A. If the name of the insurance would have requested the name of the Mrs. Shedrick Keys. I wouldn't have thought of Batiste if the name insured is to be Mrs. Shedrick Keys. As I explained before, so often happens with young people, they get married and you have up to two years to change your driver's license.

Q. You're taking the application, sir, and you're asking whether she's separated and you have her name to be Janice Batiste, yet you knew she was an Edgerson, so what I'm saying, isn't it fair for you to have believed that Janice Edgerson was separated from Batiste and that Batiste was the man —

A. I didn't find this out until after all of it happened, sir.

Q. You found that out later; she didn't misrepresent to you that she was not married to — that she wasn't married to Jan — to Batiste, did she?

A. That she wasn't married to — I didn't even know who Batiste was.

Q. Why didn't you ask her?

A. For the simple reason I didn't think it was relevant.

Q. You found out the lady was separated and you knew she was an Edgerson?

A. And she was purportedly married to Keys, John Batiste Keys.

* * * * * *

Q. I'm asking you when you wrote down that the lady was separated, wouldn't it be fair for you to conclude or for her to conclude that she was saying that she was separated from a man by the name of Batiste, particularly since she was a Janet Edgerson?

A. It never so occurred to me, sir, because if you're separated from a Batiste, how can you be a Mrs. Keys and buy an automobile policy?

Q. All right.

A. I mean, along that line of reasoning, if you're separated from Batiste, then you can not buy — you're not a Mrs. Keys. I mean, you know, my mind does not work that way. It's sort of Monday morning, I think, you're asking me the question; it's not Saturday afternoon.

Q. I don't see in the application you prepared that she states she was separated from Keys.

Do you see that on the application that she says she was separated from Keys?

A. She told me that she was separated, sir.

* * * * * *

Q. The application that you prepared does not state that Janice misrepresented to you that she was separated from Keys, does it?

A. It says she was legally separated.

Q. But it doesn't say she was legally separated from Keys?

A. It does not say from whom, no, sir.

Q. As far as you know, you didn't ask her specifically whether she was separated from Keys or whether she was separated from Batiste?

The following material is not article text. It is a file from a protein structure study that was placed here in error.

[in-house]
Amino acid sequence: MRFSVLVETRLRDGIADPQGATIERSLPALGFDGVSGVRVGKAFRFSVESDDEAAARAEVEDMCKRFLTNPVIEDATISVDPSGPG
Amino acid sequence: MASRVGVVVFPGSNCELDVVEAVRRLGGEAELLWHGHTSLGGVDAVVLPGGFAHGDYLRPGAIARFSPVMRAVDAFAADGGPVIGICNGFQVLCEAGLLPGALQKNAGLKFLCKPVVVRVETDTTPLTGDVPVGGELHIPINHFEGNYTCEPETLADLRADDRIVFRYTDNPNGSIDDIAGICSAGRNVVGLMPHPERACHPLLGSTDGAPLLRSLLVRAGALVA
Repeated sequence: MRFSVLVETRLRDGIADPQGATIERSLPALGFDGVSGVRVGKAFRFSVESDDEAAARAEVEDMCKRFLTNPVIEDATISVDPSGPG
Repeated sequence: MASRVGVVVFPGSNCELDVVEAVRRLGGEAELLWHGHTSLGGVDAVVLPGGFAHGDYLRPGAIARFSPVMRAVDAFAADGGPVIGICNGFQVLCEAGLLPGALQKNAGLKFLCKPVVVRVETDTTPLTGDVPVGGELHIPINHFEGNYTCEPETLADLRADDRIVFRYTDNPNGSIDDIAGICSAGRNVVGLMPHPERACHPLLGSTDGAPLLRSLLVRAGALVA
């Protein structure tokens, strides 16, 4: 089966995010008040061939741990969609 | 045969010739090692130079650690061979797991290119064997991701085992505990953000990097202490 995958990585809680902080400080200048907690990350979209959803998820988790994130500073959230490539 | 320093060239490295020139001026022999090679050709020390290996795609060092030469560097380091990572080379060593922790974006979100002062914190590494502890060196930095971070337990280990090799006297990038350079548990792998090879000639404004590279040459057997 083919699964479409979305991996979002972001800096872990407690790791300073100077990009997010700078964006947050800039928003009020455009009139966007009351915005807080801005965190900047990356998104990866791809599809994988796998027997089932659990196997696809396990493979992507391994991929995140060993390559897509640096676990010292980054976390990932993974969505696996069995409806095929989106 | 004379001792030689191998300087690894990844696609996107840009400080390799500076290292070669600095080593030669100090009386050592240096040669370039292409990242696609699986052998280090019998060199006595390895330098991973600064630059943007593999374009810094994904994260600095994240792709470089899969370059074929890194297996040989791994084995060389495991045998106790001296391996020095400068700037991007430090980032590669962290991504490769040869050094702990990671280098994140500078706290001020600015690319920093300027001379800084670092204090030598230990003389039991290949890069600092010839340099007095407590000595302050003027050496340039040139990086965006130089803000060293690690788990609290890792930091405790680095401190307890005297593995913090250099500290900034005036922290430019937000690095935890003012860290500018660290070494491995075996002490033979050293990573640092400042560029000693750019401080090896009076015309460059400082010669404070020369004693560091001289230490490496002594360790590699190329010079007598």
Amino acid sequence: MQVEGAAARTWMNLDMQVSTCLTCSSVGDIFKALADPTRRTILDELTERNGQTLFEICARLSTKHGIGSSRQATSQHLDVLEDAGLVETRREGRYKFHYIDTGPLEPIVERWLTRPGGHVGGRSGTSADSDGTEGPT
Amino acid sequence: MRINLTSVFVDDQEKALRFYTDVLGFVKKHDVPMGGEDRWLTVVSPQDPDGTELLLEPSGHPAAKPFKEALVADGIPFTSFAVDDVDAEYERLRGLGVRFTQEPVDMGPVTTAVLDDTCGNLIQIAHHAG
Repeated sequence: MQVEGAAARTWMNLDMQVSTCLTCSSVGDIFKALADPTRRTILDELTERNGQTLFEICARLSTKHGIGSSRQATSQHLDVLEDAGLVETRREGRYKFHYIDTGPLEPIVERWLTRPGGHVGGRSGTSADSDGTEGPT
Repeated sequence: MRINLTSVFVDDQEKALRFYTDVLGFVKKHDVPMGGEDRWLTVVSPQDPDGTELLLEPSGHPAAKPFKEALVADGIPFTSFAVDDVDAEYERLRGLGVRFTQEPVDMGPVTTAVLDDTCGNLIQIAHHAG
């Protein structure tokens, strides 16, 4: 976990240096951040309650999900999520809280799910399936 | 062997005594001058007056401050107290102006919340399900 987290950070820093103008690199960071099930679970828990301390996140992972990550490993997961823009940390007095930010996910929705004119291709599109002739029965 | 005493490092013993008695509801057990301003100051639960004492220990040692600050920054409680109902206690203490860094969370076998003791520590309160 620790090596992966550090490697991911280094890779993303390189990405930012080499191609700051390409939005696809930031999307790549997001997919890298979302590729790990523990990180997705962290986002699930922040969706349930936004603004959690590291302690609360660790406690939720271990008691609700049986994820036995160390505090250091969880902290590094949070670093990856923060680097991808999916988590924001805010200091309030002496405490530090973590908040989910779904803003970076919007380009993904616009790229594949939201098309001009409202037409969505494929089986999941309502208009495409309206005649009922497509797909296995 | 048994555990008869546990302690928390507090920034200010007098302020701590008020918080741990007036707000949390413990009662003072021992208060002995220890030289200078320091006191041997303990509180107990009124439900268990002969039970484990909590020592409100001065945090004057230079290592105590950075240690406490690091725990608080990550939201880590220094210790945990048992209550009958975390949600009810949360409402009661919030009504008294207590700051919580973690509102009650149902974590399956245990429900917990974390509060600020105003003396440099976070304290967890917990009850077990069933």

A. I couldn't have asked her if she was separated from Batiste. I didn't even know she was married to him. I thought she was married to Keys and I thought she was separated from Keys.

* * * * * *

Re-direct examination by Mr. Watts at TR p. 210 et seq.

Q. Were you led to believe this lady was married to Shedrick Keys?

A. Yes, sir.

Q. Did you have any reason to believe she was not married to Shedrick Keys?

A. No, sir.

While the above testimony (comprised as it is of inferences and assumptions reached by the agent) might be accepted as conflicting with Janice's straightforward testimony regarding her marital status, it does not in any sense dispute Janice's testimony that she told Sheppard that Keys would be driving the car.

In the final analysis, the sole relevant allegation of falsehood is that Janice misrepresented that she alone would be driving the car. There is nothing in the record to contradict Janice's testimony that Keys, as well, would be driving the car.

Indeed, the application itself provides an opportunity to inquire with regard to others who will drive the insured vehicle under item No. 6, "We Need to Know These Things About People Living In Your Household (including students and military personnel) Who Operate Any Vehicle." The only listing made by the agent who filled out the application was "Janice Batiste E. Keys." Had the agent written "no others" or "none", it would have indicated that he had asked her this question. However, from the record, I cannot find that this question was ever asked of Janice. The record indicates that the agent listed no other drivers, a fact he assumed because the woman was legally separated. Under the rule stated in Fruge v. Woodmen of World Life Insurance Society, 170 So.2d 539 (La.App. 3rd Cir. 1965), this error is binding on the insurer and does not bind the insured.

Consequently, I find that the trial court's holding that Janice had made material misrepresentations is manifestly erroneous.

Additionally, I do not find that the insurance company has satisfied its burden of proving an intent to deceive. LSA-R.S. 22:619.

In Gay v. United Benefit Life Insurance Co. 233 La. 226, 96 So.2d 497 (1957), our Supreme Court stated that a material misrepresentation by an insured will not defeat coverage unless such misstatement was made fraudulently or with intent to deceive. To avoid liability based on misrepresentations, a defendant-insurer must show, both, that the misrepresentations were material to the risk and that they were made with an intent to receive. Brown v. National Old Life Ins. Co., 345 So.2d 1023 (La.App. 2nd Cir. 1977); Pendarvis v. Continental Service Life and Health Ins. Co., 339 So.2d 367 (La.App. 1st Cir. 1976); Reed v. American Casualty Company, 317 So.2d 648 (La.App. 1st Cir. 1975); and Knight v. Jefferson Standard Life Ins. Co., 205 So.2d 485 (La.App. 1st Cir. 1967).